I followed a couple of tutorials, which implied I can copy Ubuntu image to a new hard driver by issuing the command dd /dev/sda /dev/sdb , which transmitted the data but not everything apparently since the new hard driver boots into BusyBox and I get a (initramfs) prompt. What is the best way for me to copy all the data from the old hard drive, which is by the way on its last leg into the new hard drive? I have gparted on the old image, and can also create a live usb, but I really like to learn how to transfer an entire hard drive image exactly as the original to the new hard drive. Is there way to do that? Can anyone tell me why the command above did not work? Could it be that the new hard drive is labled as /dev/sdb and the bootloader configuration is for /dev/sda?

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    Just by way of improving the content and learning more about this topic, I read the content of "How can I repair grub? (How to get Ubuntu back after installing Windows?" article stated above. I do not see how copying drives or the tools used for this is covered in that post. That post is about repairing the MBR, I am asking about copying a drive to another.
    – Sean
    Jun 15, 2017 at 19:05
  • Congratulations and thanks for sharing your solution :-)
    – sudodus
    Jun 18, 2017 at 4:53
  • Congratulations for solving your problem! However please don't put the answer into your question. Normally in such a case you should answer your own question and accept your answer but this question was closed as a duplicate. The detailed steps that led you to the point where you used the duplicate are highly specific to your system configuration and unlikely to be of use to anybody else. That's why I advocate to keep this question closed. I also took the liberty to toll back your edit that adds the "solution" to your question. Jun 18, 2017 at 9:02

2 Answers 2

  • Both dd and Clonezilla should be run when the computer is booted from a third drive. The source drive with the original system, and the target drive where you want the cloned copy should have no mounted partition.

  • The target drive must be at least as big as the source drive, not one single byte smaller. It is not enough that the nominal size is the same, look at the actual size of the source and target drives.

  • Both tools work, but Clonezilla is better than dd

    • Clonezilla is much safer because it asks questions and gives you a chance to double-check, that you will be writing to the correct target drive.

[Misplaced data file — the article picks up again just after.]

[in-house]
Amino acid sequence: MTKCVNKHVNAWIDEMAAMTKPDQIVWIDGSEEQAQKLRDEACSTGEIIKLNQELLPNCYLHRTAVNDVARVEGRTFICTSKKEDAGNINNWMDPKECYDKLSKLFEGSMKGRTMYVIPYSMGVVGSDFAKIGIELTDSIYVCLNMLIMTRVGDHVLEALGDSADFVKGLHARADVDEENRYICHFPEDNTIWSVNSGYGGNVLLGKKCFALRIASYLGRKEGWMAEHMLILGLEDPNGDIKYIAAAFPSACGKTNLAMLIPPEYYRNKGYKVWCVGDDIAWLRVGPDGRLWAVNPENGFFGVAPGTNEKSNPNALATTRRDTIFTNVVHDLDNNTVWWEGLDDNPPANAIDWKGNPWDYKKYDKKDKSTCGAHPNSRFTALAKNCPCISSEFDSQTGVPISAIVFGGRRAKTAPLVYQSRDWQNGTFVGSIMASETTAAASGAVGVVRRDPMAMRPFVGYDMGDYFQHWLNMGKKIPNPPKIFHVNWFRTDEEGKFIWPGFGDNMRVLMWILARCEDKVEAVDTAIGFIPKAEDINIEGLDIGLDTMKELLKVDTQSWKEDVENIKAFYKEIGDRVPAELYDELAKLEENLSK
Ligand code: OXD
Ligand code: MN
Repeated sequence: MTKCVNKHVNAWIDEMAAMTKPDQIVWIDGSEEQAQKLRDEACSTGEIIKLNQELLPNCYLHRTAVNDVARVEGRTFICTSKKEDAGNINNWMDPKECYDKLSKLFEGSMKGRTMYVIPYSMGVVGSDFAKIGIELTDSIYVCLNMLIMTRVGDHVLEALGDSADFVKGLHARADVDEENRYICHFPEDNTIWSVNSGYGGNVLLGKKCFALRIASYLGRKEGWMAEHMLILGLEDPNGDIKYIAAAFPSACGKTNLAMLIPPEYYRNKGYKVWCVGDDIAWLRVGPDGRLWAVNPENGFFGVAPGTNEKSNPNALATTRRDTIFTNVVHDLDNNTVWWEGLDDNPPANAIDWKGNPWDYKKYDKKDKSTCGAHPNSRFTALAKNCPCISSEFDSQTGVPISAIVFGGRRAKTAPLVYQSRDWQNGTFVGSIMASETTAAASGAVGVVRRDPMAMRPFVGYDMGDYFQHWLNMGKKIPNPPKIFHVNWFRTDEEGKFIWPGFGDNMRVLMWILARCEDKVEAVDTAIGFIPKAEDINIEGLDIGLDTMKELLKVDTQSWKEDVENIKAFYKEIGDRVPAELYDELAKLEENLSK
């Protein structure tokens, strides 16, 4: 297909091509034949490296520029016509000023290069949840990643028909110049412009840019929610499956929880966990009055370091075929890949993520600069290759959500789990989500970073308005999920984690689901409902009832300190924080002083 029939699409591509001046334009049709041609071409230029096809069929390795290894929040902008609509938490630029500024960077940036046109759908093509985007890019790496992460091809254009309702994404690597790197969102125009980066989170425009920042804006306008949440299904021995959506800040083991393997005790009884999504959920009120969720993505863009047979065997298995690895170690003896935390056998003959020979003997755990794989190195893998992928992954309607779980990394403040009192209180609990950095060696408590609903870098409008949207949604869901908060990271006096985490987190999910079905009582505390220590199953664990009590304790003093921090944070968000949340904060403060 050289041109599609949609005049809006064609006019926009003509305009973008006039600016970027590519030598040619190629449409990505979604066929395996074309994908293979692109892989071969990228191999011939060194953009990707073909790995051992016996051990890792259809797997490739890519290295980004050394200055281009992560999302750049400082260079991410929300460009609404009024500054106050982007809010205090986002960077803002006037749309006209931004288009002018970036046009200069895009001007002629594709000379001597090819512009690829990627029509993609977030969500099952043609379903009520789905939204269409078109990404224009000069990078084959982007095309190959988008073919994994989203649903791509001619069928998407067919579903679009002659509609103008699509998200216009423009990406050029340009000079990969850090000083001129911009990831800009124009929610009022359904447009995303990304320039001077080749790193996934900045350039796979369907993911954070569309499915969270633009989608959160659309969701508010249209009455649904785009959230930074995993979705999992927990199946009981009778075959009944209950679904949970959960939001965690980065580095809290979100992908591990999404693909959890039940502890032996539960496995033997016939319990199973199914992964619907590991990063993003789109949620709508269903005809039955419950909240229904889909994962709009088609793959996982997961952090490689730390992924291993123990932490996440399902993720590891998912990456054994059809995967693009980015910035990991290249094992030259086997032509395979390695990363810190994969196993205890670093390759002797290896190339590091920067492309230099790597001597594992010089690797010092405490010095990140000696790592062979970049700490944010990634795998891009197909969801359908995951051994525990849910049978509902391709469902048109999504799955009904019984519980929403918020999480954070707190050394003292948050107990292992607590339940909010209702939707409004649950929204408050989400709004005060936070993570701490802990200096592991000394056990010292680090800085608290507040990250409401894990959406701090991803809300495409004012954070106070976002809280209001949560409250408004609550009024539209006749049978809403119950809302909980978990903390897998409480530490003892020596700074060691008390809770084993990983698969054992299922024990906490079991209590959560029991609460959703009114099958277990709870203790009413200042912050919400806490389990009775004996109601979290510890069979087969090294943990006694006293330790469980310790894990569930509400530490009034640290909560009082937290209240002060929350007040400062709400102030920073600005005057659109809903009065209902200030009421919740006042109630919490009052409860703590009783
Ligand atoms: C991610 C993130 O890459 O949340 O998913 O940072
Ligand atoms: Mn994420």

• Clonezilla is faster because it can identify which blocks in the partitions that are used and copies only them, but skips the free blocks. It saves a lot of time, particularly if there is a lot of free space.
    • I suggest that you download a stable version of the Clonezilla iso file, create a live system in a DVD disk, USB pendrive or memory card.

      link: clonezilla.org

  • Just a follow up question; dd took 3 days to copy about 1TB of data, does Clonezilla take the same? It may be that my old drive is going kaput, and it is slow? I had to return my new hard drive. My old one is 1.5 TB, 2 actually but seems Linux goes up to 1.5, and I thought I can fit the data in a TB drive. I had no idea that there the hard requirement of device size.
    – Sean
    Jun 15, 2017 at 21:57
  • dd copies every single byte, also where there is no file. Clonezilla skips the parts of the drive with no file data. So unless the partitions are full with file data (no free space), Clonezilla will be faster. If the drive is half-full, Clonezilla need only copy half as much as dd, and it makes a considerable time-saving. If you copy the directories and files as directories and files from one partition and its file system to another partition and its file system, you can move from a bigger to a smaller drive (if the data fit in the smaller drive). But if you clone, you cannot do that.
    – sudodus
    Jun 15, 2017 at 22:24
  • Thanks. Would you share some links on how to do the copying so I can have the same configuration, and installed applications, or tell me what to search for, or is this an option in Clonezilla I can choose? I have a couple of apps, which took some work to install from source and do not want to lose them. Buying a larger drive is not a huge issue either.
    – Sean
    Jun 15, 2017 at 22:29
  • Search the internet with the phrase "clonezilla tutorial" (without quotes), to find several tutorials. Browse them and select one that shows what you need. Otherwise, at the directory and file level, you can use gparted to create the partition table and file systems on the target drive. Then you can use rsync to copy the direcotories and files. The manual man rsync is good, and you can find tutorials about rsync too via the internet. But in this case you must also install the bootloader and fix with some files or UUIDs of partitions plus probably add a swap partition: more complicated.
    – sudodus
    Jun 15, 2017 at 22:39

Use Clonezlla (sudo apt install clonezilla). This will handle all the weird specifics required to make it boot correctly.

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